No kidding - it's a geep.
When Taieri farmer Graeme Wallace brought a mob of ewes and lambs in for tailing this week, he thought the wool was being pulled over his eyes.
"I thought, 'what the hell is this? Is it a goat or is it a lamb?'
"No, it's a 50/50," Mr Wallace recalled. He thought fleetingly that the ewe mothering the mystery animal could have had a dead lamb and adopted a kid, but decided against it.
With the body of a lamb, but the head, legs and bleat of a goat, the rare male hybrid was definitely "a cross between the two".
Mr Wallace, who did not notice the animal during earlier daily lambing rounds - not that he was looking out for a geep - said it would have been sired by one of the many feral goats on the property, near Allanton.
His father told him there might be such a thing as a geep. So he looked it up on the internet that night and "sure enough" there was.
A report on the natural mating of a doe with a ram which produced a female hybrid - believed to be the first authenticated report of a sheep-goat hybrid in New Zealand - was published in the New Zealand Veterinary Journal in 1990.
Dr Tom Broad, who was involved with tests on that animal and unsuccessful attempts to breed from it, said hybrid offspring from a sheep-goat mating were "extremely rare" and he likened it to breeding a mule - a horse-donkey cross.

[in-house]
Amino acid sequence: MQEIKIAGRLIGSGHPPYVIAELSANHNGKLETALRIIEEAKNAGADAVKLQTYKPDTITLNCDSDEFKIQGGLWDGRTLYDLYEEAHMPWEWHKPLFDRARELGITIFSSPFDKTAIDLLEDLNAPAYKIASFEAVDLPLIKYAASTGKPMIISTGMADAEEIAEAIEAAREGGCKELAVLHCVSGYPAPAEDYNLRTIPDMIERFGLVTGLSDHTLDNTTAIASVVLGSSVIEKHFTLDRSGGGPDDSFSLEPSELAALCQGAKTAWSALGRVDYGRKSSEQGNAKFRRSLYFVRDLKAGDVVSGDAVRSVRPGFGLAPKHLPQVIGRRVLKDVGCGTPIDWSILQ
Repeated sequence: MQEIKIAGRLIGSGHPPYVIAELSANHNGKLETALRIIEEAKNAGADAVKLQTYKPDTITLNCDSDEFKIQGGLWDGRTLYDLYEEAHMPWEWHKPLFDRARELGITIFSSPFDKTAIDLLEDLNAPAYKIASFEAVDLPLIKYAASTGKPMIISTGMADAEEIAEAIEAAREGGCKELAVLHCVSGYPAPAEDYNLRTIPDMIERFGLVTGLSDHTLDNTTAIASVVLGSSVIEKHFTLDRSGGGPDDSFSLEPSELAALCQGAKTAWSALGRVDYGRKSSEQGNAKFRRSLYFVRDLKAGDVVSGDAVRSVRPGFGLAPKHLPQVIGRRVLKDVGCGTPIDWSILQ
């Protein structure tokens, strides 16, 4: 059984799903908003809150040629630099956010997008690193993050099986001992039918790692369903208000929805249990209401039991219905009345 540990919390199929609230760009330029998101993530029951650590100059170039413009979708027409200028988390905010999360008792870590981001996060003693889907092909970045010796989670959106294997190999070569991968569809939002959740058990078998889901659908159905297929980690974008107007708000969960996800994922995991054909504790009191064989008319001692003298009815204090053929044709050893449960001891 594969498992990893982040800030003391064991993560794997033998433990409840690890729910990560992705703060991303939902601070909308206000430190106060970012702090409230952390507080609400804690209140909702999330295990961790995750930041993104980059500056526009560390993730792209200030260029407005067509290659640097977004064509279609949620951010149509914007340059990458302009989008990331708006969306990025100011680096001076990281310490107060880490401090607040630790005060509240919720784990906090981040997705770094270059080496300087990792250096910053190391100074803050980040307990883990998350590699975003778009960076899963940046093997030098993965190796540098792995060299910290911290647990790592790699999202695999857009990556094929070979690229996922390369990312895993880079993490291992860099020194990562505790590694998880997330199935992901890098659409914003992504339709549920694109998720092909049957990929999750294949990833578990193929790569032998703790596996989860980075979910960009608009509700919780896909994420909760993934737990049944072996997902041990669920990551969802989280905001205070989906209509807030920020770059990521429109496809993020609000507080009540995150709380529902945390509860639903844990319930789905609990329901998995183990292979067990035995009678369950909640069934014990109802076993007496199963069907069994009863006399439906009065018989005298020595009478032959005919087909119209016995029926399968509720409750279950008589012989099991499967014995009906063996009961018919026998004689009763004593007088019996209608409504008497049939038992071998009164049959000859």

They could be referred to as a geep, or a shoat, he said yesterday at his Nelson home.
While it could occur between a ram and a doe, he understood it was more usual for a buck and a ewe.
The offspring were usually infertile but in some very rare cases they had been known to breed.
The "clincher" to confirm the geep's parentage would be to get a blood sample and do a chromosome analysis.
Mr Wallace, who decided against castrating or tailing the animal, was not sure what would happen to the geep, who had not been given a moniker, but was referred to simply as Geep.
"We might just keep it. It's just a novelty."
- Otago Daily TimesBy Sally Rae